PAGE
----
In recent weeks, the digital currency bitcoin has experienced a massive rise in price, briefly reaching a new all-time high of more than $ 2,900. Today the total market value of all cryptocurrencies is more than $ 100 billion, and there are dozens of 24-hour online exchanges that allow users to swap fiat currencies, such as dollars or euros, for these new digital assets.
But in the spring of 2012, financial services for the bitcoin economy were sorely lacking. One startup trying to solve this problem was BitInstant, which helped move digital currency between exchanges and provided customers with bitcoins in exchange for cash deposits at banks and retail stores such as CVS and 7-Eleven. At one point, the New York-based startup was processing fully 30% of all bitcoin transactions.
In this exclusive excerpt from his new book, How Money Got Free: Bitcoin and the Fight for the Future of Finance, author Brian Patrick Eha provides a glimpse into the devil-may-care attitude of BitInstant’s young CEO, Charlie Shrem, and highlights some of the laws that were transgressed in order to get bitcoin off the ground.
In May 2012, having moved into The Yard—its first real office space—BitInstant announced its biggest initiative yet, an expansion of its cash deposit service beyond banks to more than 700,000 retail locations, convenience stores, drugstores, and other outlets across the United States, Russia, and Brazil.
One of the chief obstacles to bitcoin adoption by the masses, Charlie Shrem admitted in a press release, was the difficulty of acquiring the digital currency—for most people “a lengthy and confusing process.”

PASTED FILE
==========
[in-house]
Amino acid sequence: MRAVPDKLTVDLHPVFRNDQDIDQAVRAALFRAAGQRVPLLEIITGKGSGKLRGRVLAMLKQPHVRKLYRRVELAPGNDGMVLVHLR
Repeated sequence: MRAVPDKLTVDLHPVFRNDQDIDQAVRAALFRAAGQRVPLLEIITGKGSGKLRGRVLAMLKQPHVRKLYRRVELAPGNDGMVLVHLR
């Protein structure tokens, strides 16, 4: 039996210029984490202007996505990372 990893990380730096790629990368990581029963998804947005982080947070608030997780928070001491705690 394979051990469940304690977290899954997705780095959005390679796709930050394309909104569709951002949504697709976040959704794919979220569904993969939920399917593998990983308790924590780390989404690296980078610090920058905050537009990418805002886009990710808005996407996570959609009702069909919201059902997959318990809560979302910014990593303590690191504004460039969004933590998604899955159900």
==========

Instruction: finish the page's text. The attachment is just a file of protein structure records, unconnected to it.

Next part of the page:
By partnering with a cash-payments company called ZipZap, BitInstant sought to make bitcoin acquisition easier than ever, so that customers in three of the world’s largest economies—Russia, Brazil, and the U.S.—could anonymously exchange their local currency for digital money.
In Russia, Qiwi and Cyberplat—networks of cash kiosks—provided the local interface for accessing the BitInstant system. In Brazil, it was Boleto Bancário, enabling cash deposits at bank branches, ATMs, post offices, and even some supermarkets and drugstores.
It was Americans, however, who were truly spoiled for choice.
Where previously cash deposits to BitInstant had been possible only at the branch offices of four banks—JPMorgan Chase, CitiBank, Wells Fargo, and Bank of America—people could now trade cash for bitcoins, often without providing any personal identifying information, at Walmart, CVS, 7-Eleven, and thousands of local independent stores and money service providers.